Do gift lists still have a place for the modern bride and groom? After all, over half of you will live with your partner before you get married, so you’ll already have a lot of your homeware sorted.
Well, we still think gift lists are a great idea. Giving a thoughtful and welcome gift is still a big part of a celebration, whether it’s a wedding, a significant birthday, a new baby or an anniversary.
It’s just that the whole structure of gift lists is changing. Recently, the Financial Services Compensation Scheme (FSCS) did a little research on the decline of the wedding gift list, as more and more couples start to ask for cash gifts instead. Here’s what was discovered.
Less than a quarter (21%) of recently-married couples asked for gifts from a wedding list.
Instead, almost half (40%) asked for money towards:
- The cost of the wedding/honeymoon (23%)
- A house (7%)
- Another purpose (16%)
- Charity donation (7%)
Money, money, money
The main reason why money is taking precedence over the gift list is because many couples already live together, and don’t need to furnish their home with traditional wedding gifts. 62% of those who ask for money state this as the main reason, with 12% saying they are saving for a deposit for a home.
If you’re asking for money, you may end up with quite a substantial sum, and the FSCS advises that you need to make sure you are investing it in a safe place. You might like to use the FSCS online protection checker for this.
Feel uncomfortable asking for cash?
About two-thirds (63%) of guests who have attended a wedding in the past five years are comfortable giving money rather than buying something from a gift list. Just a quarter (26%) wouldn’t be happy making a financial contribution, according to the FSCS research.
Just remember that in some other cultures giving hard cash isn’t seen as a problem. In fact in Cyprus, the Philippines, Poland and Cuba, money is pinned directly to the bride’s wedding dress. In Hungary it’s dropped into her shoes! Marry in Italy and you’ll probably get a satin bag filled with notes, whilst in China the bride and groom would receive a red envelope. It’s a practical understanding amongst the guests that the money will help to offset the cost of the wedding, the honeymoon and help the couple start their new life together.
As the FSCS research showed, guests appreciate why couples ask for money, with 63% recognising that most now live together already and so do not need household items. Just 7% think people are greedier.
So we say, if you really want money as a wedding gift, then you should just take a deep breath and go for it, as you’re unlikely to offend the majority of your guests.
But what to do with the cash whilst you’re waiting to spend it?
“It is important that couples who do receive money keep it safe, whatever they’re deciding to spend it on,” advises Mark Neale, Chief Executive of FSCS. “Depositing the money in a UK-authorised bank, building society or credit union will give couples reassurance that their money is FSCS protected. These savings are protected up to £85,000 by FSCS, in the unlikely event of the provider going bust.”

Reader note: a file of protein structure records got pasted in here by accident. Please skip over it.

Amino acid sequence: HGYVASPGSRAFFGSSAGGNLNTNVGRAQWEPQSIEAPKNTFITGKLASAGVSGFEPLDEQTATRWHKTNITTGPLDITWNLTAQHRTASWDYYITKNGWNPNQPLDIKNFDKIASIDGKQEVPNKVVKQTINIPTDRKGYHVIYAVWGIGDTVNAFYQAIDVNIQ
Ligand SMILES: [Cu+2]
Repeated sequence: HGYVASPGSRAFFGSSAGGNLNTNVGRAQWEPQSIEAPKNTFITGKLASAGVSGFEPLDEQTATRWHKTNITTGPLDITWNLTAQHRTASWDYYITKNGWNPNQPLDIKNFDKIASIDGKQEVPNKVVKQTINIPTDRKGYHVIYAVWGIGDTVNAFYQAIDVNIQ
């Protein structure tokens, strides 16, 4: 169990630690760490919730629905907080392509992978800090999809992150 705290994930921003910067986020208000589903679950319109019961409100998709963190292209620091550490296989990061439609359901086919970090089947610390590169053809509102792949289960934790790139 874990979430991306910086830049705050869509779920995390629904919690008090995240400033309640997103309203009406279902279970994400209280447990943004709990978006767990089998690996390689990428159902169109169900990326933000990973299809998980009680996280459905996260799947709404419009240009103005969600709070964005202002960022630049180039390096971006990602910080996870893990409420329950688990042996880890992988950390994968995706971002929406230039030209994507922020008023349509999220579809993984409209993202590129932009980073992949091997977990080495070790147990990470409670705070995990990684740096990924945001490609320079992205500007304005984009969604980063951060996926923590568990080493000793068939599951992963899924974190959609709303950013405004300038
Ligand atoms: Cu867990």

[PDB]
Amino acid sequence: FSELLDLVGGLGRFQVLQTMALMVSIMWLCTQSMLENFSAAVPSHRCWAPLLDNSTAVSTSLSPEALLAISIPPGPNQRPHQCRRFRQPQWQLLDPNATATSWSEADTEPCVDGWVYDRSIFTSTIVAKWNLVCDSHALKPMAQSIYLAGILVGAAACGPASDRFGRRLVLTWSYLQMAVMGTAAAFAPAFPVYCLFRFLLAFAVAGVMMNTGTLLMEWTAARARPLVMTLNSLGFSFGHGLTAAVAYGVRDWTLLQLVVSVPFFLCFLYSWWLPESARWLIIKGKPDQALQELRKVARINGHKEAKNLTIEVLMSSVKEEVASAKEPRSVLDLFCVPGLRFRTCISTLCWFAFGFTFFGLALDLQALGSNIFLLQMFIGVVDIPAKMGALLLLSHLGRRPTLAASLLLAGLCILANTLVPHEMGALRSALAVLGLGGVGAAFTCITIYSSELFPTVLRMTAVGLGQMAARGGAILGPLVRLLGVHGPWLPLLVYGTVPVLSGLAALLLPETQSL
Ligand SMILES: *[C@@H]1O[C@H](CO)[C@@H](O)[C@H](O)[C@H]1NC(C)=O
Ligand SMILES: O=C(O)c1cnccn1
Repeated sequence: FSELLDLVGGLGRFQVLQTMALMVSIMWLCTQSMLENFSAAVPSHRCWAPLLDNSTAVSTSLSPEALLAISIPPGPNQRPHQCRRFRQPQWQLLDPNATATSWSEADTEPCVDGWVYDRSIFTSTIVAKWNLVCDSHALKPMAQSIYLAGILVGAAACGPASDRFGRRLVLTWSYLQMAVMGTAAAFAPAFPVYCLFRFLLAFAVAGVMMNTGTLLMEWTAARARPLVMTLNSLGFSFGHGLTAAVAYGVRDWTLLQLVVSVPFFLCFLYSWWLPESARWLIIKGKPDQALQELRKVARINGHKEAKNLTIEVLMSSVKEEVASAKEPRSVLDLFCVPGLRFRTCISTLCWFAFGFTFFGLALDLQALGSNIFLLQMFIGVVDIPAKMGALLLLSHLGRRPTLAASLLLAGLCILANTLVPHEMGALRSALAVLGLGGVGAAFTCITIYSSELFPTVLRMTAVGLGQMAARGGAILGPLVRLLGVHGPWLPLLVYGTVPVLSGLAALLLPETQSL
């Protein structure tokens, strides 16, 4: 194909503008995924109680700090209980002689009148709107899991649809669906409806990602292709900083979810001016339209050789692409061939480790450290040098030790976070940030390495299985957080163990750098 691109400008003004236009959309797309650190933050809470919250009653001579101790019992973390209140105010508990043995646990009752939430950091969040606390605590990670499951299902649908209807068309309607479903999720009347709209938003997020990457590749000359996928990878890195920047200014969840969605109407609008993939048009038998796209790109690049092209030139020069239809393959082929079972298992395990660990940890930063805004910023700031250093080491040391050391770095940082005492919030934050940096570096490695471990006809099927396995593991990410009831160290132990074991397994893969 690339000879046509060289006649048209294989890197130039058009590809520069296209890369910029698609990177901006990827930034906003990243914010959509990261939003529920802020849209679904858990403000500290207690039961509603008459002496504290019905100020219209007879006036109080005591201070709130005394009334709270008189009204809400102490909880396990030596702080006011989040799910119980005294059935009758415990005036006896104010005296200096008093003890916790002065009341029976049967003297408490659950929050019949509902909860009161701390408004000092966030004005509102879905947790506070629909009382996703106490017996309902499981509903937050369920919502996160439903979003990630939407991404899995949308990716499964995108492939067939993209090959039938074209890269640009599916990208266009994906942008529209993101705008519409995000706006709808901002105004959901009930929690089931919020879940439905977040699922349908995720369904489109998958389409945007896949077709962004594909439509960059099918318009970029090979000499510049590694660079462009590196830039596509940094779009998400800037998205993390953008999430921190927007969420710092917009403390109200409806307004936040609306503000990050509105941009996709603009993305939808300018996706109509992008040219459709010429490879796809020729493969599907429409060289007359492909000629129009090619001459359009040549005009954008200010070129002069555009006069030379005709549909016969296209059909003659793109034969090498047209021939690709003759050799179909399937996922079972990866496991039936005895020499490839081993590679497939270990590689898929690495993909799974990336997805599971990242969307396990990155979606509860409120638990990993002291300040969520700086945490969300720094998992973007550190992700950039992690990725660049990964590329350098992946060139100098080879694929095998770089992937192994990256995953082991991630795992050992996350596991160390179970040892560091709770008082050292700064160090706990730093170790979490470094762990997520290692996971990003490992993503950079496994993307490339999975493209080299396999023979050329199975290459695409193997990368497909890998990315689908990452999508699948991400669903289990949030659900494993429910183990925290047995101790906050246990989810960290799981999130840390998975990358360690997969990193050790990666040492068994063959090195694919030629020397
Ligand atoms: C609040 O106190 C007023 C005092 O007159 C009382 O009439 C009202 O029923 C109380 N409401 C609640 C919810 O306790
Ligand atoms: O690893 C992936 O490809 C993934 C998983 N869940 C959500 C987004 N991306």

“Many of the couples I work for face a dilemma when it comes to wedding gifts,” says Alexandra Moseley, a professional wedding planner. “In a number of relationships the couple already live together and have everything they need for their home. They mainly want to make sure that their guests feel as much a part of their big day.
“With many couples now taking their honeymoon months after their wedding, some newly-weds prefer donations to their honeymoon fund. The fact that the majority of guests feel comfortable giving cash will reassure a couple that they can ask for it, if that’s what they feel is most appropriate.”
So how do you ask for money?
Well, if you’re using it to fund a honeymoon, then you can set up a fund directly with an established company like Turquoise Holidays or Kuoni and put details of it in with your wedding invitations. Or, alternatively, you could go for a company like Buy Our Honeymoon – they don’t hold your funds, and the money your guests contribute will go directly into your bank account. Do make sure that any company that does hold your funds is insured, because if they go bust, you’ll lose your honeymoon.
The same applies to gift vouchers – if your wedding gifts are held with vouchers and the supplier goes broke, you’ll end up with nothing. Always go for established retailers like John Lewis.
And if you want to set up a deposit account for your funds, use the FSCS checker to make sure they are in the best and safest place for you. To find the best rates of interest and home for your money use a comparison website like MoneySavingExpert.
Asking for money can still be a tricky business – why not discuss it with other brides in our Forum and see what they think?